Western blot analysis was performed according to standard procedures using the following primary antibodies: anti-AR (N-20) (sc-816, Santa Cruz Biotechnology) anti-pan-MageA (6C1, Santa Cruz Biotechnology), anti-actin (13E5, Cell Signal Technology), anti-MageA11 SAB1410769 (Sigma-Aldrich) and anti-β-tubulin (D10, Santa Cruz Biotechnology). For tags we used the following: anti-HA 12CA5 monoclonal antibody (Roche) and anti-FLAG M2 monoclonal antibody (Sigma-Aldrich). Anti-GFP was an affinity-purified polyclonal antibody raised against GST-GFP [28].

Immunoprecipitation

Cells were harvested in ice-cold lysis buffer containing 50mM Tris-HCl pH 8.0, 150mM NaCl, 1% NP-40, 0.1mM sodium orthovanadate, 2mM DTT, 0.1mM PMSF, 5mM EDTA and Protease Inhibitor Cocktail (Sigma). After 10 min of rocking at 4°C, lysates were clarified by centrifugation and incubated with anti-FLAGM2 antibody and Protein A-Sepharose CL-4B (GE Healthcare Biosciences) for 3h at 4°C. The resin was then washed and bound proteins were eluted in SDS-PAGE sample buffer.

Quantitative RT-PCR

Total RNA was extracted with RNAzolR RT (MRCgene) and cDNA was transcribed with Im-Prom-II reverse transcription kit (Promega) according to the instructions of the manufacturer. Real-time PCR was performed with SYBR Mix qPCR (ROCHE) and a Stratagene Mx3000 real time PCR machine. Primer sequences were as follows: MageA11 (forward) 5´-GGAGACTCAGTTCCGCAGAG-3´ and (reverse) 5´- TGGGACCACTGTAGTTGTGG-3´; and GAPDH (forward) 5´-ACAGCCTCAAGATCATCAG-3´ and (reverse) 5´-GAGTCCTTCCACGATACC-3´; PSA (forward) 5’-TGAACCAGAGGAGTTCTTGAC-3’ and 5’-CCCAGAATCACCCGAGCAG-3’ (reverse).

In vivo ubiquitinylation assay

HEK293T cells were transfected with plasmids pCMV5-Flag-MageA11 or pCMV5-Flag- MageA11 K240A;K245A (MageA11-2KA) and pcDNA-HA-Ub in the presence or absence of pcDNA-HA-MageA6. 6 h post transfection cells were washed and 10 μM MG132 was added. After 24 h, immunoprecipitation was performed using anti FLAG M2 antibody, as described above. MageA11 or MageA11K240A;K245A ubiquitinylated forms were detected by western blot using an anti-HA antibody.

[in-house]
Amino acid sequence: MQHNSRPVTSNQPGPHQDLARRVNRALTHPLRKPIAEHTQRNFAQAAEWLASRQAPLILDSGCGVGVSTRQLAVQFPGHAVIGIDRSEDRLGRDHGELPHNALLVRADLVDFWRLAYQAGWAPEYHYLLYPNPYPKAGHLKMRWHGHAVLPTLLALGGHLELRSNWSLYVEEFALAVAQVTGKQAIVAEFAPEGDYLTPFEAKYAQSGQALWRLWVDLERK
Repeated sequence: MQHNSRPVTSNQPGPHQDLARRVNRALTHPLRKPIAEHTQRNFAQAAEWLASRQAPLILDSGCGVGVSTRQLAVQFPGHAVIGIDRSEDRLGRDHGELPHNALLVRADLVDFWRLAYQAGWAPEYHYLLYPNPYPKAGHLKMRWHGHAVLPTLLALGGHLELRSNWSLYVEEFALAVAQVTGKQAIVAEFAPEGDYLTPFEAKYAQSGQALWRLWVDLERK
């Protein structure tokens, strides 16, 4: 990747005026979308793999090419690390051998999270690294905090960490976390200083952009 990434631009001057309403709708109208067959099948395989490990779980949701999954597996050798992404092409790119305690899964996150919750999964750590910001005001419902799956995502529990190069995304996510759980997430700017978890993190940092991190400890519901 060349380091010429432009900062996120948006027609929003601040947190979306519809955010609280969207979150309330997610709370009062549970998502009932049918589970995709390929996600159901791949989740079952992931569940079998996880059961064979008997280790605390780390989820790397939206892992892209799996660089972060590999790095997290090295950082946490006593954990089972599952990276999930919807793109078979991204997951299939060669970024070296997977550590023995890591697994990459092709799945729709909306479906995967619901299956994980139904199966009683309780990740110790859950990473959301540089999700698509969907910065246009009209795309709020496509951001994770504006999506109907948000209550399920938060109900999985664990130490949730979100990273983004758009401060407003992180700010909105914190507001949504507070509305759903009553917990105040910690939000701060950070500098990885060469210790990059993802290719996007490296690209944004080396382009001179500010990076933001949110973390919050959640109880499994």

Cycloheximide chase analysis of protein degradation

For cycloheximide chase analysis, HEK293T cells were transfected with pCMV5-Flag-MageA11 (1.5 μg/p35 mm) or pCMV5-Flag-MageA11-2KA (1.5 μg/p35 mm) in the presence or absence of pcDNA-HA-MageA6 (1 μg/p35 mm). In all cases a plasmid encoding GFP (20 ng/p35 mm) was co-transfected as an internal control. After 24 h, cells were incubated with 100 μM of cycloheximide for indicated times.

Bioinformatics

We browsed the public database cBioPortal for Cancer Genomics [29,30]. This portal collects next generation sequencing data from The Cancer Genome Atlas (TCGA) and the International Cancer Genome Consortium (ICGC). We selected a study including tumor and normal tissue samples [31]. We selected two studies that included gene expression data from RNAseq or gene expression microarray: 1) Prostate Adenocarcinoma (MSKCC, Cancer Cell 2010), and 2) Testicular Germ Cell Cancer (TCGA, Provisional). We used the cBioPortal online interphase to determine MAGEA6 and MAGEA11 expression in prostate tumors (last accessed: sep. 26th 2016). Gene expression levels were calculated as the relative expression of an individual gene to the gene's expression distribution in a reference population. The reference population is all samples that are diploid for the gene in question (by default for mRNA), or normal samples (when specified), or all profiled samples. The returned value indicates the number of standard deviations away from the mean of expression in the reference population (Z-score).

In addition, we plotted and calculated the Spearman correlation coefficient between MAGEA11 expression and other MAGEA genes.

In all cases, protocol approvals and informed consents were obtained by the authors of the original studies.

Results and discussion

MageA6 potentiates AR activation in a MageA11-dependent fashion